Get rid of your smartphone now. You are living in a digital dictatorship.

Every thing you do on the internet is logged.  In the background, you are being monitored, where you go, what you buy, what you write and even what you say.

Also who you associate with.  This gives you a score, a total which decides whether you can get a loan, your children will get places in schools and universities,

whether you will get jobs.  This is not a fantasy.  It’s happening today.  In China it is already known by the population whites going on.  In the West it is still a

covert system.  One day it will come out from the background and take over control of the population directly, in your face.

http://www.abc.net.au/news/2018-09-18/china-social-credit-a-model-citizen-in-a-digital-dictatorship/10200278?pfmredir=sm

Hu lost his social credit when he was charged with a speech crime and now finds himself locked out of society due to his low score.

In 2015, Hu lost a defamation case after he accused an official of extortion.

He was made to publish an apology and pay a fine but when the court demanded an additional fee, he refused.

Last year, the 43-year-old found himself blacklisted as “dishonest” under a pilot social credit scheme.

“There are a lot of people who are on the blacklist wrongly, but they can’t get off it,” says Hu.

It’s destroyed his career and isolated him, and he now fears for his family’s future.

The social credit system has closed down his travel options and kept him under effective house arrest in his hometown of Chongqing.

“Their eyes are blinded and their ears are blocked. They know little about the world and live in an illusion.”

In an apartment above the streets of Chongqing city, Hu tries to use a phone app to book train tickets to Xi’an. The attempt is rejected.

“[The app] says it fails to make a booking and my access to high-speed rail is legally restricted,” he explains.

Hu’s social media accounts, where he published much of his investigative journalism, have also been shut down.

Hu claims his combined Wechat and Weibo accounts had two million followers at their peak but are now censored.

Hu believes his blacklisting is political and has tried to appeal to authorities. So far he has been met with silence.

Hu wants to warn the world of the nightmare of social credit.

Doing so could put his friends and family at risk of reprisals from the state, but Hu believes most Chinese don’t yet understand what’s to come under the digital totalitarian state.

“You can see from the Chinese people’s mental state,” says Hu.

“Their eyes are blinded and their ears are blocked. They know little about the world and live in an illusion.”

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3 Responses to “Get rid of your smartphone now. You are living in a digital dictatorship.”

  1. sovereigntea says:

    A social credit scheme run by Common Purpose cabinet office marxists for “the greater good” of course that would never happen in the UK would it ?

    excerpt from https://commonpurpose.org/blog/archive/reflections-of-a-peking-university-student/

    Reflections of a Peking University student

    Having recently completed the UK leg of the programme, students were invited to reflect on their experiences and learning through the week. Shuo Qian is a Law student at Peking University and Vice President of the Student Union; he offered to share his reflections with us.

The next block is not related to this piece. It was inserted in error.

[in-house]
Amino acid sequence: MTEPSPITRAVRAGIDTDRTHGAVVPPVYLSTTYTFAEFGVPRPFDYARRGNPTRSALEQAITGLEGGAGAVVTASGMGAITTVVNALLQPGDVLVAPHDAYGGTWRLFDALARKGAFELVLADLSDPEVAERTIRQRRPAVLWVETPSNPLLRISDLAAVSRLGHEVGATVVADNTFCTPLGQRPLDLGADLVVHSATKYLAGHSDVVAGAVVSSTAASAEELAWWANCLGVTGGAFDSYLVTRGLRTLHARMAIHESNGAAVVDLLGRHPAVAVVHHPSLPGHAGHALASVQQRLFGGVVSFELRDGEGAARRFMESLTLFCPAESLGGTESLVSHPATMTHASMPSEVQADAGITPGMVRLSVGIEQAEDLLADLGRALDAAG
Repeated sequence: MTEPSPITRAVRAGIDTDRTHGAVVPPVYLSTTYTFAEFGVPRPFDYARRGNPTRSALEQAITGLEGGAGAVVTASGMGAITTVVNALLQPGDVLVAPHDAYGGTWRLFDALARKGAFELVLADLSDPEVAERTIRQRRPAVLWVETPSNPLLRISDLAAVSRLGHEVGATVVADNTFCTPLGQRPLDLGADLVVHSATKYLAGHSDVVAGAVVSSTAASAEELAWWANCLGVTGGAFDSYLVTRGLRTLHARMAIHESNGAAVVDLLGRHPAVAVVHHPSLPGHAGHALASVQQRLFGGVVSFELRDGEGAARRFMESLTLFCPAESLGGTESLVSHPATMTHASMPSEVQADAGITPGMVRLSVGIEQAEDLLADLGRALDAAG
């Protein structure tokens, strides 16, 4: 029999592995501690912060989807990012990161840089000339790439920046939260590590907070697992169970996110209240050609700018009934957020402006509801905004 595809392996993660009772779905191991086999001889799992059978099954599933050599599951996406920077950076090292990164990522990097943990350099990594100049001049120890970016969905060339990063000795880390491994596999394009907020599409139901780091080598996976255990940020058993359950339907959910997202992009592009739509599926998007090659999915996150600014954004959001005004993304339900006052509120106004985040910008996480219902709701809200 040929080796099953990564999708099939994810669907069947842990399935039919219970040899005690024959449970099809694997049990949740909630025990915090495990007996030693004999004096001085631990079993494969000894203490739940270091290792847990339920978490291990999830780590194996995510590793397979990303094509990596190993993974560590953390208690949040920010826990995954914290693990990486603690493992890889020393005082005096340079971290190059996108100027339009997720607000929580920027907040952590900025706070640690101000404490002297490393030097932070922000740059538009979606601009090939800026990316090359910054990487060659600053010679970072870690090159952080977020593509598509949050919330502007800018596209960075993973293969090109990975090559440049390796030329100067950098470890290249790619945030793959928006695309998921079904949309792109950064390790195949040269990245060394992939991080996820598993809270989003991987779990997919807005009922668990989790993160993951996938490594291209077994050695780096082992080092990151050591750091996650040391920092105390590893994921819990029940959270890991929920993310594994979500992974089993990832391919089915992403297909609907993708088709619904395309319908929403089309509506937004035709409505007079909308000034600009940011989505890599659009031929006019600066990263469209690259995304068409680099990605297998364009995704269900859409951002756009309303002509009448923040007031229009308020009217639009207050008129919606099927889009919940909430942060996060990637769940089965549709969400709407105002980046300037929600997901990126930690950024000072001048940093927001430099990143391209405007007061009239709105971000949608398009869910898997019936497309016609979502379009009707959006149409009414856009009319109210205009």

“I had done a lot of work before I went to the UK, mainly studying the infrastructure of the British political system. For me, this programme was an opportunity to see the reality; to be immersed within a country and its culture.

    The standout memory for me must be Julia Middleton’s session on Cultural Intelligence (CQ) on the first day of the programme. Although what we discussed seemed to be a simple model, it had a lot of relevance for us throughout the remainder of the week.

    Now that the UK part is over, I have renewed my mind on how to be a leader and how to live a happy life. And of course I have recognised that there is still a lot for me to improve, such as my CQ, my spoken English and my understanding of how the West perceives us in China.

    I’m looking forward to the second part of the programme next month when the group reunites in Beijing. In Chinese there is an idiom 教学相长,which means ‘teaching benefits teachers as well as students’. I learned a lot in the UK, not only from the sessions, visits and exercises, but also from my peers. Now it’s my turn to be the host and help my buddies understand more about my country, since most of them have never been to Asia before. During their visit to China, I hope we can discuss more about the cultural differences amongst us all, and learn more about the UK students’ views of China.”

    The programme was delivered by Common Purpose Student Experiences in partnership with China Youth Daily under the patronage of the All-China Youth Federation whose activities reach 300 million young people in China. The programme is sponsored by UnionPay International, the global arm of China UnionPay, who have operations across five continents.

  2. Mr Dude says:

    When criminals do bad things they’re not stupid enough to leave a paper trail. All the hubristic idiots at CP have. Mwuhahahaha!!!!!

    • sovereigntea says:

      Hmmm do you recall the banking scandals, the Enron crash, illiegal arms sales routing weapons to terrorists. All leave a paper trail and very few are punished. CP seddition and sabotage in the UK leaves a paper trail and very few are punished.

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